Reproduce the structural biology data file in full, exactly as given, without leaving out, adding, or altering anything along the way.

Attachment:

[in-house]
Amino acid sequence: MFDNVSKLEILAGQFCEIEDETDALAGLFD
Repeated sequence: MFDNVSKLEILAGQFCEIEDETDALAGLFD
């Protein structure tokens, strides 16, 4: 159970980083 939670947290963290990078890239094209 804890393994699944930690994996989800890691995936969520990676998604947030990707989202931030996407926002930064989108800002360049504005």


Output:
[in-house]
Amino acid sequence: MFDNVSKLEILAGQFCEIEDETDALAGLFD
Repeated sequence: MFDNVSKLEILAGQFCEIEDETDALAGLFD
């Protein structure tokens, strides 16, 4: 159970980083 939670947290963290990078890239094209 804890393994699944930690994996989800890691995936969520990676998604947030990707989202931030996407926002930064989108800002360049504005």